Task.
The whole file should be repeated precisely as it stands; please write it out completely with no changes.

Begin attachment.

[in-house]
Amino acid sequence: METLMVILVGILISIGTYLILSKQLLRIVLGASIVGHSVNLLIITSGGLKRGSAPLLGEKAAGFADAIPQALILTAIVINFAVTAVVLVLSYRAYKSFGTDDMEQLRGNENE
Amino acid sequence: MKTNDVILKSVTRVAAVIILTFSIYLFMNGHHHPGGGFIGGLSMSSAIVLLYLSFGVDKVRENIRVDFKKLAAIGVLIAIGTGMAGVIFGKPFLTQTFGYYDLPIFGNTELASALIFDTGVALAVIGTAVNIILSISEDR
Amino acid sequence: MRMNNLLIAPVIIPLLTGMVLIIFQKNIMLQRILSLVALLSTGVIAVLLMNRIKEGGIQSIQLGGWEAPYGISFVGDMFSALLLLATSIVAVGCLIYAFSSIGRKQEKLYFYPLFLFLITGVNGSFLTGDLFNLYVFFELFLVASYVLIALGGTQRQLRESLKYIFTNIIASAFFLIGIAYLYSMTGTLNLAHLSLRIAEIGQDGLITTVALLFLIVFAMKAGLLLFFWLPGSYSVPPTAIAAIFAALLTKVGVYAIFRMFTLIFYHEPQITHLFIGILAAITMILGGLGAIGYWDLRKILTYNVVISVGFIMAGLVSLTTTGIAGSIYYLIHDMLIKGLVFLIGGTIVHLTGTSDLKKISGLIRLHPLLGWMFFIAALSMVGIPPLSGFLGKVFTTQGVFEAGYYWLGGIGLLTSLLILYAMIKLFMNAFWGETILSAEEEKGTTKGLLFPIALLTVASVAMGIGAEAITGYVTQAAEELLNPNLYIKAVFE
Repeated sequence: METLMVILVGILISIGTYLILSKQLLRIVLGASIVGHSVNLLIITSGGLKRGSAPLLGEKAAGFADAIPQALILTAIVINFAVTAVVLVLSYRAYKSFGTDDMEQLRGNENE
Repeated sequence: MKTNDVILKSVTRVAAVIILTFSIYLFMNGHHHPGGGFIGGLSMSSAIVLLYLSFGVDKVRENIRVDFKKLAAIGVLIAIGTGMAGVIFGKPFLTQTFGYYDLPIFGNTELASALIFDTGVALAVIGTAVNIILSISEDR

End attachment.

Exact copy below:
[in-house]
Amino acid sequence: METLMVILVGILISIGTYLILSKQLLRIVLGASIVGHSVNLLIITSGGLKRGSAPLLGEKAAGFADAIPQALILTAIVINFAVTAVVLVLSYRAYKSFGTDDMEQLRGNENE
Amino acid sequence: MKTNDVILKSVTRVAAVIILTFSIYLFMNGHHHPGGGFIGGLSMSSAIVLLYLSFGVDKVRENIRVDFKKLAAIGVLIAIGTGMAGVIFGKPFLTQTFGYYDLPIFGNTELASALIFDTGVALAVIGTAVNIILSISEDR
Amino acid sequence: MRMNNLLIAPVIIPLLTGMVLIIFQKNIMLQRILSLVALLSTGVIAVLLMNRIKEGGIQSIQLGGWEAPYGISFVGDMFSALLLLATSIVAVGCLIYAFSSIGRKQEKLYFYPLFLFLITGVNGSFLTGDLFNLYVFFELFLVASYVLIALGGTQRQLRESLKYIFTNIIASAFFLIGIAYLYSMTGTLNLAHLSLRIAEIGQDGLITTVALLFLIVFAMKAGLLLFFWLPGSYSVPPTAIAAIFAALLTKVGVYAIFRMFTLIFYHEPQITHLFIGILAAITMILGGLGAIGYWDLRKILTYNVVISVGFIMAGLVSLTTTGIAGSIYYLIHDMLIKGLVFLIGGTIVHLTGTSDLKKISGLIRLHPLLGWMFFIAALSMVGIPPLSGFLGKVFTTQGVFEAGYYWLGGIGLLTSLLILYAMIKLFMNAFWGETILSAEEEKGTTKGLLFPIALLTVASVAMGIGAEAITGYVTQAAEELLNPNLYIKAVFE
Repeated sequence: METLMVILVGILISIGTYLILSKQLLRIVLGASIVGHSVNLLIITSGGLKRGSAPLLGEKAAGFADAIPQALILTAIVINFAVTAVVLVLSYRAYKSFGTDDMEQLRGNENE
Repeated sequence: MKTNDVILKSVTRVAAVIILTFSIYLFMNGHHHPGGGFIGGLSMSSAIVLLYLSFGVDKVRENIRVDFKKLAAIGVLIAIGTGMAGVIFGKPFLTQTFGYYDLPIFGNTELASALIFDTGVALAVIGTAVNIILSISEDR